Boiler inspection Procedure requirement and Recommendations

Pressure vessels and Boiler Inspection are done to determine the amount of maintenance required to have equipment operate properly until the next turnaround. A comprehensive equipment history must be maintained that includes conditions found during inspection and testing, maintenance work done, changes made, and date of each. ASME Code Standards require boiler inspection to be done at least every year. There is no mandatory inspection requirements for heaters. Inspection intervals are based on service and experience.

Boiler Inspection is not an exact science and requires the use of judgement and experience.

Boiler Steam Drum Inspection
Boiler Steam Drum Inspection


Tube and Drum External Inspection

Tubes are inspected externally for excessive fire scale (fireside scale), deformation (bulging) or sagging that may indicate overheating. Sagging roof tubes are especially susceptible to overheating. Drums and  shells are inspected externally for excessive fire scale, cracking of joints and any indication of leakage (deposits) at the tube to drum connections.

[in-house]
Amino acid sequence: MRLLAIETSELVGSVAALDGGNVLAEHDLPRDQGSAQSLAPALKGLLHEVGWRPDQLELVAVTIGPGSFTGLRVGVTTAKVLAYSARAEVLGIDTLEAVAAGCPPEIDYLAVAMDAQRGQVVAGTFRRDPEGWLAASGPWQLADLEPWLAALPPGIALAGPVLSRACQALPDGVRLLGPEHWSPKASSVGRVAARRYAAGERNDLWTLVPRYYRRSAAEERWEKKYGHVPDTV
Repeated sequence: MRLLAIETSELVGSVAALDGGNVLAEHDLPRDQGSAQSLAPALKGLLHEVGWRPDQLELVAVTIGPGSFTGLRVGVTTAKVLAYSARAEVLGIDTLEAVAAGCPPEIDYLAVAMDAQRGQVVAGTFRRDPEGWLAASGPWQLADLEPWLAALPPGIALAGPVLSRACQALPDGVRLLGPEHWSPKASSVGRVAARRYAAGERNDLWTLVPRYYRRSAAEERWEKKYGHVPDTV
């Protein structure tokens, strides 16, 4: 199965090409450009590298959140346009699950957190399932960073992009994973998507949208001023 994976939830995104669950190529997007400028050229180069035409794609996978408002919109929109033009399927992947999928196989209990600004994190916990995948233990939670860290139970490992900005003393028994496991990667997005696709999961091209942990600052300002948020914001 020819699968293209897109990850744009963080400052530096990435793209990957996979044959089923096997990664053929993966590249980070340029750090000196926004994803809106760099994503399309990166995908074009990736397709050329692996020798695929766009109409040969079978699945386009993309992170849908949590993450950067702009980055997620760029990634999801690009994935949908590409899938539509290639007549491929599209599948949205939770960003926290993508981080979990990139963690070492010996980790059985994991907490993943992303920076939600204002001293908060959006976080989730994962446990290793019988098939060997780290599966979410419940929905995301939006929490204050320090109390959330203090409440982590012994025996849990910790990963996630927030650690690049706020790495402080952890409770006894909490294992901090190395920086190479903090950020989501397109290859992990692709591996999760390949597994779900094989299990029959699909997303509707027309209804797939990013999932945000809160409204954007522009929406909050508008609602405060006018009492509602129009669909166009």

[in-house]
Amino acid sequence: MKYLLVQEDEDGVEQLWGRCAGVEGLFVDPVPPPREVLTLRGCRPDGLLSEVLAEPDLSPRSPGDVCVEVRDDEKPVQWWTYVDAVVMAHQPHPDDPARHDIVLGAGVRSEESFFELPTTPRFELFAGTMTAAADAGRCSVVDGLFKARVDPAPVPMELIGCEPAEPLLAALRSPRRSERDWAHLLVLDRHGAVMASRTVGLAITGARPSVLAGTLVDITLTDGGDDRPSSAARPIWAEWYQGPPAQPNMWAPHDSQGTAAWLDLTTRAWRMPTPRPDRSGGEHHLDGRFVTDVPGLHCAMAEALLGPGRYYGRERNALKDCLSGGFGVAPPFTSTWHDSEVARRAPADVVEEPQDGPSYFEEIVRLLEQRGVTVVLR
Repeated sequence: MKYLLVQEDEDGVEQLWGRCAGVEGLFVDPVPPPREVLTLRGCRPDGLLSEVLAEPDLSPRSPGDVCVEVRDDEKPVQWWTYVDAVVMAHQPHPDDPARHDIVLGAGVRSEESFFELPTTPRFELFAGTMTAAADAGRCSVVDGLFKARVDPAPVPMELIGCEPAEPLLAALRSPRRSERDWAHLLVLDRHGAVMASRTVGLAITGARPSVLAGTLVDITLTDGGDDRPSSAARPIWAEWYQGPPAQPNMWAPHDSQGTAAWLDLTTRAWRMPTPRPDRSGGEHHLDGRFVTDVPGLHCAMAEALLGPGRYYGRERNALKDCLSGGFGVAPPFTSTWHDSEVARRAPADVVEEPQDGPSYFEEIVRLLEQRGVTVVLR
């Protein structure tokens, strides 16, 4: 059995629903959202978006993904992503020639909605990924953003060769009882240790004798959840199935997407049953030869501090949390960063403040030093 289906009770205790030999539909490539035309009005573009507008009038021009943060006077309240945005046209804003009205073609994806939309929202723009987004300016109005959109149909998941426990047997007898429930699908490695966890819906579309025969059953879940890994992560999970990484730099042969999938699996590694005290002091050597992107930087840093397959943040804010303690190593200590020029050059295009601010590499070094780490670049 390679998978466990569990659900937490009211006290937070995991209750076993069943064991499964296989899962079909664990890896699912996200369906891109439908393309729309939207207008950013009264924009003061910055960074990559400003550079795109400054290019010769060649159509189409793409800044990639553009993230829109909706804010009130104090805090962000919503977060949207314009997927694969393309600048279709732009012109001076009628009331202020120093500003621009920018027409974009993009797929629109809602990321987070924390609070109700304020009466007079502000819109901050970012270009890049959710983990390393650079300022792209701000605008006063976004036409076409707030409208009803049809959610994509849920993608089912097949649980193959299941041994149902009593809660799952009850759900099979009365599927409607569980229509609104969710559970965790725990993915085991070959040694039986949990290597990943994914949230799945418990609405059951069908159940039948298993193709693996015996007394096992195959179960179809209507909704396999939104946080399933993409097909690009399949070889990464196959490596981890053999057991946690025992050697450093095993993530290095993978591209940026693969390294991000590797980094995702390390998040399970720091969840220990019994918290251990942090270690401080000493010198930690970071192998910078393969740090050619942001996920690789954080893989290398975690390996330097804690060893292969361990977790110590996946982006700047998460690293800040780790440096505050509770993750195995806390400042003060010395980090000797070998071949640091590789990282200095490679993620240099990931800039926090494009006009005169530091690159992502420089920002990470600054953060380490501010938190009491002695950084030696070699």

The tube and drum thickness are measured ultrasonically to determine a corrosion rate. Tube samples may be taken for inspection of the metal deterioration and measurement of deposits.

Tubes and drums are inspected at support points to see if there is any binding or wear. Supports are inspected for corrosion and damage and to make sure they are functioning properly.

Firebox Refractory/Insulation

Refractory and insulation are inspected to determine if there is any deterioration. Refractory is inspected for breakage, slagging, crumbling, spalling, and open joints. Leakage of hot boiler gases through joints when the edges have crumbled or when the tile or insulating concrete has fallen out may expose the supporting steel to high metal temperatures, rapid oxidation, and corrosion.